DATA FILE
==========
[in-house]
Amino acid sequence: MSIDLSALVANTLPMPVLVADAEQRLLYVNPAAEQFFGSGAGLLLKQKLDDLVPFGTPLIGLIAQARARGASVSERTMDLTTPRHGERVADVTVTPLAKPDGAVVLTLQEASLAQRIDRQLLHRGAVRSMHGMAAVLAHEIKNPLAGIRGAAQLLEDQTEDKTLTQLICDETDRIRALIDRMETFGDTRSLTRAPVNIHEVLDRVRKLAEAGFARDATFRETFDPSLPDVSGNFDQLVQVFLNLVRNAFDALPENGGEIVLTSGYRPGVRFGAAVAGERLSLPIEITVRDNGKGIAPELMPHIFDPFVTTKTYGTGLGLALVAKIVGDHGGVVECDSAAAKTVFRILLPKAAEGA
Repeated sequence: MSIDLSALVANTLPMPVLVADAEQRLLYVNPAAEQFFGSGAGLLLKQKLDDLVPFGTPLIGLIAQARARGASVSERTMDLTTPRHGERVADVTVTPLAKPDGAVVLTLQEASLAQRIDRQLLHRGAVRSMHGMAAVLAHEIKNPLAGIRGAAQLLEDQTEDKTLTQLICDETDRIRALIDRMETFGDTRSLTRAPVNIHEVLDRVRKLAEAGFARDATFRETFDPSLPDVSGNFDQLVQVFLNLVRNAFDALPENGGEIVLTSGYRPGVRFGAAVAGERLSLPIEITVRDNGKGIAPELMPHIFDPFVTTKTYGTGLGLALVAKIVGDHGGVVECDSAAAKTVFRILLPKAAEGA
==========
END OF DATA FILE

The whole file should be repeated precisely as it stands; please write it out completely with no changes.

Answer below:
[in-house]
Amino acid sequence: MSIDLSALVANTLPMPVLVADAEQRLLYVNPAAEQFFGSGAGLLLKQKLDDLVPFGTPLIGLIAQARARGASVSERTMDLTTPRHGERVADVTVTPLAKPDGAVVLTLQEASLAQRIDRQLLHRGAVRSMHGMAAVLAHEIKNPLAGIRGAAQLLEDQTEDKTLTQLICDETDRIRALIDRMETFGDTRSLTRAPVNIHEVLDRVRKLAEAGFARDATFRETFDPSLPDVSGNFDQLVQVFLNLVRNAFDALPENGGEIVLTSGYRPGVRFGAAVAGERLSLPIEITVRDNGKGIAPELMPHIFDPFVTTKTYGTGLGLALVAKIVGDHGGVVECDSAAAKTVFRILLPKAAEGA
Repeated sequence: MSIDLSALVANTLPMPVLVADAEQRLLYVNPAAEQFFGSGAGLLLKQKLDDLVPFGTPLIGLIAQARARGASVSERTMDLTTPRHGERVADVTVTPLAKPDGAVVLTLQEASLAQRIDRQLLHRGAVRSMHGMAAVLAHEIKNPLAGIRGAAQLLEDQTEDKTLTQLICDETDRIRALIDRMETFGDTRSLTRAPVNIHEVLDRVRKLAEAGFARDATFRETFDPSLPDVSGNFDQLVQVFLNLVRNAFDALPENGGEIVLTSGYRPGVRFGAAVAGERLSLPIEITVRDNGKGIAPELMPHIFDPFVTTKTYGTGLGLALVAKIVGDHGGVVECDSAAAKTVFRILLPKAAEGA